Page 1 of 6 123 ... LastLast
Results 1 to 10 of 51

Thread: Question for headless photographers

  1. #1

    Join Date
    Jan 2007
    Location
    Currently New York
    Posts
    1,447

    Question for headless photographers

    I know that some people here attach their camera directly to a tripod, either to a plate on top of the legs that is flat or to a plate, from the film/video world, that provides about 15 degrees of leveling function. As I understand it, at least one person - Christopher Broadbent - uses a Novoflex Panorama Plate on top of a leveling plate to get a panning function.

    I happen to use the Arca-Swiss system for 8x10 and 4x5. A few weeks ago, I decided to attach a 50cm rail that telescopes to 75cm, and front and rear function carriers that fit both the 8x10 and 4x5 standards, directly to the flat plate of my tripod (a carbon fiber tripod made by Gitzo, model 1325, that supports 26.5 lbs). The effect of this is that the tripod, rail and function carriers are now one piece, and when I set up for a shot, I use a level to level them as one piece. Then I slide either the 8x10 or 4x5 standards/bellows on to the carriers depending on which format I want to use.

    I have come to the following conclusions:

    1. The cameras feel much more stable and I have gotten rid of a few pounds - I am not inclined to go back to a traditional pan and tilt head;
    2. I need to be able to level the tripod and camera, either by shortening/lengthening the legs in conjunction with a level, or with a leveling base;
    3. I need to be able to pan the camera after the 8x10 or 4x5 standards/bellows have been mounted (panning using the tripod legs at that point is problematic, and the Novoflex looks attractive);
    4. I do not, for the photography that I do, need to tilt the camera forwards or backwards.

    On the few occasions that this subject has come up on this forum in the past, there has been a tendency for people to say that they can't imagine anyone taking photographs without the tilt function of a pan and tilt head. On that issue, and for the purpose of this thread, please see #4 above.

    I would appreciate comments from people who are not using tripod heads on how they are dealing with leveling and panning, including any gear recommendations they may want to make. I'd also appreciate a recommendation for a good level (e.g. Starrett 98 6", something else?). In a thread a couple of years ago, Drew Wiley talked about a "self-leveling angle finder". A Google search has left me none the wiser about what this is. So, what is it?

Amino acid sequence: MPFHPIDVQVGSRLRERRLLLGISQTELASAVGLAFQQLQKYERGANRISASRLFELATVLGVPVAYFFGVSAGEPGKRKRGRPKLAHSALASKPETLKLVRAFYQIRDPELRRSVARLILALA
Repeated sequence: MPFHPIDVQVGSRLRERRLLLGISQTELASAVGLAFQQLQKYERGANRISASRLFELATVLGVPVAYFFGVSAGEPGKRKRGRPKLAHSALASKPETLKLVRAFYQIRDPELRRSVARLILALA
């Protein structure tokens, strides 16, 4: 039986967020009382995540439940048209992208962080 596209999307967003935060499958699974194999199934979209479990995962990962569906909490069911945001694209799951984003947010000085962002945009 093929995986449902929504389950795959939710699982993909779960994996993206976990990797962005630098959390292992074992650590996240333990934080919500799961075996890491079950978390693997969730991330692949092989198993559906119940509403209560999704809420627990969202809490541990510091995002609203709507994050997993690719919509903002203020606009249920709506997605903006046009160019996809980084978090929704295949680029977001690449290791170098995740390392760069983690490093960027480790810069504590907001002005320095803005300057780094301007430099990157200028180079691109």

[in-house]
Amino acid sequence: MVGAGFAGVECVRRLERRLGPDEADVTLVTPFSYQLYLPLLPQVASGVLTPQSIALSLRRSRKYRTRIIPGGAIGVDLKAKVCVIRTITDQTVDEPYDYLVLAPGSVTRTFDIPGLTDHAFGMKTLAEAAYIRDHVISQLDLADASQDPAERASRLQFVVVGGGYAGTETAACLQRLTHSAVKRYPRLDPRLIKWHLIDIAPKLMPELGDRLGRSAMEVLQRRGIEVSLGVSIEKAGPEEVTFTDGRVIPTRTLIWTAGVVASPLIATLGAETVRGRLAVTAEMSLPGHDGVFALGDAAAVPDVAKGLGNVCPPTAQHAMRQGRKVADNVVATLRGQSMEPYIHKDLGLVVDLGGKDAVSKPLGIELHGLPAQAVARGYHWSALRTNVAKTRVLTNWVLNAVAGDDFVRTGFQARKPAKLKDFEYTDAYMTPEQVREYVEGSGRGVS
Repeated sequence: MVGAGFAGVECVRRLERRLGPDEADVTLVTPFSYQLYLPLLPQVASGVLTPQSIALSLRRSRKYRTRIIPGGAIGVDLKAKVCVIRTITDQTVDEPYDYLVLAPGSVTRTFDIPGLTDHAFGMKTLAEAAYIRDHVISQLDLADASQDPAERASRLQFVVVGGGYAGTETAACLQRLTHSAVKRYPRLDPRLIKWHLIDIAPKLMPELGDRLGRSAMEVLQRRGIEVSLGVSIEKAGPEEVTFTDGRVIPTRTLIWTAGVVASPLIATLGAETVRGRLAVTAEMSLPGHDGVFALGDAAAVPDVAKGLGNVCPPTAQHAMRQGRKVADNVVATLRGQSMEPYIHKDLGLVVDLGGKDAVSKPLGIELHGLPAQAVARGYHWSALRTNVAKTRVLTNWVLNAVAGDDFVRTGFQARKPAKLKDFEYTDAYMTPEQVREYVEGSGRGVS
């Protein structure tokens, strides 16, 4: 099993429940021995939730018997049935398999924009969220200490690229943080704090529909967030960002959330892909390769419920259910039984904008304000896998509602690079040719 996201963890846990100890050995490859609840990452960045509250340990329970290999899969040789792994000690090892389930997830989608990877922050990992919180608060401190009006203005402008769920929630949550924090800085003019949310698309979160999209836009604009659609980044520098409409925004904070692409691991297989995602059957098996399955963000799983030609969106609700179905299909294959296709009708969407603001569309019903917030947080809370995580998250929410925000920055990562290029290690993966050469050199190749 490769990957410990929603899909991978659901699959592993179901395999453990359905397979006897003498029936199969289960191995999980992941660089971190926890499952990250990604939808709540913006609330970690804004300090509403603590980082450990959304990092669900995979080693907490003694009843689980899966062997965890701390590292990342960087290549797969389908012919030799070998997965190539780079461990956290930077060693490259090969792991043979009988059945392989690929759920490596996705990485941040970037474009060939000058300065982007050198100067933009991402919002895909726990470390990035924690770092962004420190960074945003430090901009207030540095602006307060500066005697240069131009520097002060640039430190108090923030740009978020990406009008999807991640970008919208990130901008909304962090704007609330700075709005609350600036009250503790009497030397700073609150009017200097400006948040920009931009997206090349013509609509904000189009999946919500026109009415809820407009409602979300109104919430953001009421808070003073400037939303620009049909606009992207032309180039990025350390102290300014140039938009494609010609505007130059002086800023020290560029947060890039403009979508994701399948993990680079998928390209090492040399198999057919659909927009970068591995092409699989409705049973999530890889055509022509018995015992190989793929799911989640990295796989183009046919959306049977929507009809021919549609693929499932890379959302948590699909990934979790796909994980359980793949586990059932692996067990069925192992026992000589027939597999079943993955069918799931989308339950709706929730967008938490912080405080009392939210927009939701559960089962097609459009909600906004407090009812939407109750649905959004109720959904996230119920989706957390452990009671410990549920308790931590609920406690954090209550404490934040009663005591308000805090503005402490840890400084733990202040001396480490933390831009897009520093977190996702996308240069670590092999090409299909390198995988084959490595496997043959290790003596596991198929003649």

Thanks.
    Last edited by r.e.; 14-Oct-2011 at 20:50.
    Cheers!

  2. #2

    Join Date
    Dec 2001
    Location
    San Joaquin Valley, California
    Posts
    6,704

    Re: Question for headless photographers

    When sking, I'll leave the head behind. Snow is generally very forgiving.
    I steal time at 1/125th of a second, so I don't consider my photography to be Fine Art as much as it is petty larceny.

  3. #3

    Re: Question for headless photographers

    I tried going 'headless' a few times to save weight, but leveling with the legs on uneven terrain was a little fussy with the way my tripod works- I just can't see the level while I'm adjusting the locks. So I look forward to hearing about other methods/gear for working without a tripod head.

    That novoflex panning base looks as nice as anything I've seen and I've been casually looking for one for a few years.. It's seems a little small and might be difficult to use directly under the bed of a field camera, but looks like it might be just right for a monorail or tripod block.

    As for Drew's angle finder, try searching with the terms inclinometer or angle locator. I tried a cheap one just to compare the facility of it to a torpedo level, but preferred working with the level. I have the Klein Tools version of the 6" magnetic electrician's level and it is decent- the castings are good and the vials are sensitive. I tried using the smallest Stabila torpedo level I could find for a while as well, but like the Klein better.